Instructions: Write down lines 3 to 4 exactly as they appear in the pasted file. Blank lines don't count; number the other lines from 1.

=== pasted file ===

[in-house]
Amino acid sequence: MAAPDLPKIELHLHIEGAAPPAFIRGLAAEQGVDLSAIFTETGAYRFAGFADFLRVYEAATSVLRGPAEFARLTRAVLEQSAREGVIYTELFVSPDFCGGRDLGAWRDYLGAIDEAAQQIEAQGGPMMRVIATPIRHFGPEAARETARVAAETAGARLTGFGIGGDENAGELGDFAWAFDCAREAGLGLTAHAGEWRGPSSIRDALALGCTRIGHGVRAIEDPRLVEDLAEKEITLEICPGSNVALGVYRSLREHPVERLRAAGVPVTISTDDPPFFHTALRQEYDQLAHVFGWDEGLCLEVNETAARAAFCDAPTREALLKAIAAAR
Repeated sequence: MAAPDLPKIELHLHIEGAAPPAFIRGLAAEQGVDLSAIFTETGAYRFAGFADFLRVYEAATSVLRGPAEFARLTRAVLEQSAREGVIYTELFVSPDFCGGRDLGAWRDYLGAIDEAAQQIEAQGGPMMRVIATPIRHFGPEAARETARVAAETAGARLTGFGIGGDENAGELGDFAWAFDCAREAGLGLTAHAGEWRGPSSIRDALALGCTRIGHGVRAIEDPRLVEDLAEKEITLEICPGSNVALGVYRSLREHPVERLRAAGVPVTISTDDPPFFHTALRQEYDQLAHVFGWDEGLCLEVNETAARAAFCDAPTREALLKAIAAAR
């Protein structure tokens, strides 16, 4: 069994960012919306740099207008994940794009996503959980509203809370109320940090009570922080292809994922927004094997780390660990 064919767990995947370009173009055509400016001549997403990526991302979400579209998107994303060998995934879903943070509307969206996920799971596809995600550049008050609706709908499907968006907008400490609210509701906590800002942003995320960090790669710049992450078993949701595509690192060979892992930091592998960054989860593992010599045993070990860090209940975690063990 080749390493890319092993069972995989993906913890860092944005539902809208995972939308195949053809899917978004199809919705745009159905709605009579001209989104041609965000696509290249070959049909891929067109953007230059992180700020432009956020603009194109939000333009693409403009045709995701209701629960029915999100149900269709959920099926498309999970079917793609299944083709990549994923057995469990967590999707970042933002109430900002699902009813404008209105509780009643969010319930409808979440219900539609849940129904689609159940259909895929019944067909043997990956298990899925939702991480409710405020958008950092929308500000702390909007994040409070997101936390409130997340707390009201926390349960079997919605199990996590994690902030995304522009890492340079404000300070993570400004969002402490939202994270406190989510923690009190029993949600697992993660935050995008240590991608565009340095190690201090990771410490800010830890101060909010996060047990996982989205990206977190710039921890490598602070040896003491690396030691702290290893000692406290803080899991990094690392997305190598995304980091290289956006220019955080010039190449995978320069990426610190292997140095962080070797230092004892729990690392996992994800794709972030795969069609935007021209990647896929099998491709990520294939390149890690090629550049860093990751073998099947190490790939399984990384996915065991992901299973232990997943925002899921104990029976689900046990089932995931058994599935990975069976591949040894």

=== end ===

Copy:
Repeated sequence: MAAPDLPKIELHLHIEGAAPPAFIRGLAAEQGVDLSAIFTETGAYRFAGFADFLRVYEAATSVLRGPAEFARLTRAVLEQSAREGVIYTELFVSPDFCGGRDLGAWRDYLGAIDEAAQQIEAQGGPMMRVIATPIRHFGPEAARETARVAAETAGARLTGFGIGGDENAGELGDFAWAFDCAREAGLGLTAHAGEWRGPSSIRDALALGCTRIGHGVRAIEDPRLVEDLAEKEITLEICPGSNVALGVYRSLREHPVERLRAAGVPVTISTDDPPFFHTALRQEYDQLAHVFGWDEGLCLEVNETAARAAFCDAPTREALLKAIAAAR
């Protein structure tokens, strides 16, 4: 069994960012919306740099207008994940794009996503959980509203809370109320940090009570922080292809994922927004094997780390660990 064919767990995947370009173009055509400016001549997403990526991302979400579209998107994303060998995934879903943070509307969206996920799971596809995600550049008050609706709908499907968006907008400490609210509701906590800002942003995320960090790669710049992450078993949701595509690192060979892992930091592998960054989860593992010599045993070990860090209940975690063990 080749390493890319092993069972995989993906913890860092944005539902809208995972939308195949053809899917978004199809919705745009159905709605009579001209989104041609965000696509290249070959049909891929067109953007230059992180700020432009956020603009194109939000333009693409403009045709995701209701629960029915999100149900269709959920099926498309999970079917793609299944083709990549994923057995469990967590999707970042933002109430900002699902009813404008209105509780009643969010319930409808979440219900539609849940129904689609159940259909895929019944067909043997990956298990899925939702991480409710405020958008950092929308500000702390909007994040409070997101936390409130997340707390009201926390349960079997919605199990996590994690902030995304522009890492340079404000300070993570400004969002402490939202994270406190989510923690009190029993949600697992993660935050995008240590991608565009340095190690201090990771410490800010830890101060909010996060047990996982989205990206977190710039921890490598602070040896003491690396030691702290290893000692406290803080899991990094690392997305190598995304980091290289956006220019955080010039190449995978320069990426610190292997140095962080070797230092004892729990690392996992994800794709972030795969069609935007021209990647896929099998491709990520294939390149890690090629550049860093990751073998099947190490790939399984990384996915065991992901299973232990997943925002899921104990029976689900046990089932995931058994599935990975069976591949040894």